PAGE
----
One aspect I really like about the approach Stimulus encourages, is I can focus on sending HTML down the wire to my users, which is then jazzed up a little with JavaScript.

I’ve always been a fan of using the first few milliseconds of a user’s attention getting what I have to share with them — in front of them. Then worrying setting up the interaction layer while the user can start processing what they’re seeing.

Furthermore, if the JavaScript were to fail for whatever reason, the user can still see the content and interact with it without JavaScript.

Quotebacks and hypertexts (Interconnected)

What I love about the web is that it’s a hypertext. (Though in recent years it has mostly been used as a janky app delivery platform.)

I am very much enjoying Matt’s thoughts on linking, quoting, transclusion, and associative trails.

My blog is my laboratory workbench where I go through the ideas and paragraphs I’ve picked up along my way, and I twist them and turn them and I see if they fit together. I do that by narrating my way between them. And if they do fit, I try to add another piece, and then another. Writing a post is a process of experimental construction.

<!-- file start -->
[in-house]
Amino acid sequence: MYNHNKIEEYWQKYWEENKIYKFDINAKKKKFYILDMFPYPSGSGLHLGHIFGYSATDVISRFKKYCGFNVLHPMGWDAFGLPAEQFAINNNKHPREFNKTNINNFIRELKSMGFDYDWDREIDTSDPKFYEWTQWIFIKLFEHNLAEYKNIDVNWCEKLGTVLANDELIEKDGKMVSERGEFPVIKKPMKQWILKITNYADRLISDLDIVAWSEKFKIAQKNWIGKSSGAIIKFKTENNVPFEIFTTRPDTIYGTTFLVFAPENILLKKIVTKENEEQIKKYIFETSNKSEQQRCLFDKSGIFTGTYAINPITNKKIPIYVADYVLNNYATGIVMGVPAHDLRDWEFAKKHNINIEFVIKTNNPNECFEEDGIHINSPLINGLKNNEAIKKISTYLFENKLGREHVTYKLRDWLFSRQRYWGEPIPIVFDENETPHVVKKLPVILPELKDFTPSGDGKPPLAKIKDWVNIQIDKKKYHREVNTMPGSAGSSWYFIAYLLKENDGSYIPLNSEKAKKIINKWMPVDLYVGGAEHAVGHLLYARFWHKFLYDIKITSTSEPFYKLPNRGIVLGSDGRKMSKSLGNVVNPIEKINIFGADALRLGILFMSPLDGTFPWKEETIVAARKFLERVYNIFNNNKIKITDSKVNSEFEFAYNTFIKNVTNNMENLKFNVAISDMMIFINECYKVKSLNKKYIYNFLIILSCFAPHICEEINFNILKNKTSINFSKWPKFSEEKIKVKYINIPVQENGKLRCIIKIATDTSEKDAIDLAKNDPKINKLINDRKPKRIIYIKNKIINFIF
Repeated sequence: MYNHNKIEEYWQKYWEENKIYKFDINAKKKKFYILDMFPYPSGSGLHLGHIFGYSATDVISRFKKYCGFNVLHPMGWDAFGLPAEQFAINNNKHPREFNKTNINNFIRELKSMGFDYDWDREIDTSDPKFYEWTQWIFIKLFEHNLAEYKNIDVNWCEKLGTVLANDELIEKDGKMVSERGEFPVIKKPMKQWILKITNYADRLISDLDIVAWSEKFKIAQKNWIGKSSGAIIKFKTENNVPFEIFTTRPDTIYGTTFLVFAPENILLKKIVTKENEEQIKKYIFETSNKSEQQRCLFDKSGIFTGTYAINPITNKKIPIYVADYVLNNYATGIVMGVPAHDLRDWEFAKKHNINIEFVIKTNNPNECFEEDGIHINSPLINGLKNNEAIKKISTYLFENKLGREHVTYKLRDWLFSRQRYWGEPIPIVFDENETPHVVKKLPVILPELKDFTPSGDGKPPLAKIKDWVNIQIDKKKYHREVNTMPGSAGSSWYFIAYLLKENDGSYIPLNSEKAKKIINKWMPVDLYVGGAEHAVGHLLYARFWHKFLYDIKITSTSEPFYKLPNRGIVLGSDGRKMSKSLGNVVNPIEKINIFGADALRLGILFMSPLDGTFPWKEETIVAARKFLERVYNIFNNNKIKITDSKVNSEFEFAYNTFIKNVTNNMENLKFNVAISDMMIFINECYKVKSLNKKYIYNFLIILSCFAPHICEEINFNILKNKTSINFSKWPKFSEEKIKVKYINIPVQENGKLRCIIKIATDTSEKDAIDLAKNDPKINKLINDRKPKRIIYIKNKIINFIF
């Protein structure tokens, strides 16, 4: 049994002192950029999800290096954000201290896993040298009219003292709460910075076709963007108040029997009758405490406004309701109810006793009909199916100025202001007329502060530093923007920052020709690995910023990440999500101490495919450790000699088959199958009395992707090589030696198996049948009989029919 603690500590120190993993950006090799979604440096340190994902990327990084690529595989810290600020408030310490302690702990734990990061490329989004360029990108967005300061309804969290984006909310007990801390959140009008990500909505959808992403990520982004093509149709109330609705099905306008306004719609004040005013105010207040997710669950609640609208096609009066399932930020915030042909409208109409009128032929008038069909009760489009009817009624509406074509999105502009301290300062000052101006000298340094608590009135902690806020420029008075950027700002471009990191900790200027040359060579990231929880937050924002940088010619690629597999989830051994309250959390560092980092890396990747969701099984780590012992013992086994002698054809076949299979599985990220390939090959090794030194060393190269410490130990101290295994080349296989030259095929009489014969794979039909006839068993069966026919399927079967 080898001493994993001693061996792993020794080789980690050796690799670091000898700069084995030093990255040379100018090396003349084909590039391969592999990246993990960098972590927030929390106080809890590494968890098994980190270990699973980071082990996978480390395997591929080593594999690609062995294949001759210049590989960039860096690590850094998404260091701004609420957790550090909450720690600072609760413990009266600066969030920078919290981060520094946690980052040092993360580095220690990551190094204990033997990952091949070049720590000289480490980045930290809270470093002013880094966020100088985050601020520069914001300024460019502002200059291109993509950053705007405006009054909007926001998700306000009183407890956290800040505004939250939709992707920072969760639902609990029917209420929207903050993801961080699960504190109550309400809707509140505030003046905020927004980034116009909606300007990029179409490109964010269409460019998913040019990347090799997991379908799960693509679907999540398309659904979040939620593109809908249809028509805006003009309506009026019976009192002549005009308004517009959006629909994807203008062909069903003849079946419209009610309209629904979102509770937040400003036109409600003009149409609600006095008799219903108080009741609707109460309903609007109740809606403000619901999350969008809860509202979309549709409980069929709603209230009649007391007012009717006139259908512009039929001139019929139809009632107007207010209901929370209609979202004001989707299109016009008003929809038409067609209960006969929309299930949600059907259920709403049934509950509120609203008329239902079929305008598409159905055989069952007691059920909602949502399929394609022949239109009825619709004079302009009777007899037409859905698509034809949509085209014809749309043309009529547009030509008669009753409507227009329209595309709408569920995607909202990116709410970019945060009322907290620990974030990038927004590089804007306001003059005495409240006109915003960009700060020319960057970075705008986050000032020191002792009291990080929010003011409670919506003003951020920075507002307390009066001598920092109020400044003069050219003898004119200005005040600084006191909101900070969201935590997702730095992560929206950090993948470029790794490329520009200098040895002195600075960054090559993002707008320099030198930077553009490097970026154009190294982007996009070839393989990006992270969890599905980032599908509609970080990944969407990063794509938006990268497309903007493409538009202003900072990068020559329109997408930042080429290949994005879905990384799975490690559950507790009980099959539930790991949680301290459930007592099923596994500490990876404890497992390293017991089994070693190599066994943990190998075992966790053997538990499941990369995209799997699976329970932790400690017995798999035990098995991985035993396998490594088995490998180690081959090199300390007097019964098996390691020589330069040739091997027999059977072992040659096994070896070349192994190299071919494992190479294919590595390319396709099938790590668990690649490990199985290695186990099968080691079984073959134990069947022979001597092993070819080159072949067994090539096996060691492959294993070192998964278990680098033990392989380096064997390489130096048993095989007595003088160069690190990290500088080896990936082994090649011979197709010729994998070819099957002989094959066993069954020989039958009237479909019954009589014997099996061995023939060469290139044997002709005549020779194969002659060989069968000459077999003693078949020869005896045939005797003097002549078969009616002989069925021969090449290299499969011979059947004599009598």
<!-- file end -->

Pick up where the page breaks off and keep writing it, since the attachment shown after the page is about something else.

And then I follow the trail, and see where it takes me.

Where did the focus go? | Amber’s Website

Amber documents a very handy bit of DOM scripting when it comes to debugging focus management: document.activeElement.

HTML Tutorial for Beginners 101 (Including HTML5 Tags) - WebsiteSetup

A really great one-page guide to HTML from Bruce. I like his performance-focused intro:

If your site is based on good HTML, it will load fast. Browsers incrementally render HTML—that is, they will display a partially downloaded web page to the user while the browser awaits the remaining files from the server.

Modern fashionable development techniques, such as React, require a lot of JavaScript to be sent to the user. When it’s all downloaded, the user’s device must parse and execute the JavaScript before it can even start to construct the page. On a slow network, or on a cheaper, low-powered device, this can result in an excruciatingly slow load and is a heavy drain on the battery.

Hybrid positioning with CSS variables and max() – Lea Verou

Yet another clever technique from Lea. But I’m also bookmarking this one because of something she points out about custom properties:

The browser doesn’t know if your property value is valid until the variable is resolved, and by then it has already processed the cascade and has thrown away any potential fallbacks.

That explains an issue I was seeing recently! I couldn’t understand why an older browser wasn’t getting the fallback I had declared earlier in the CSS. Turns out that custom properties mess with that expectation.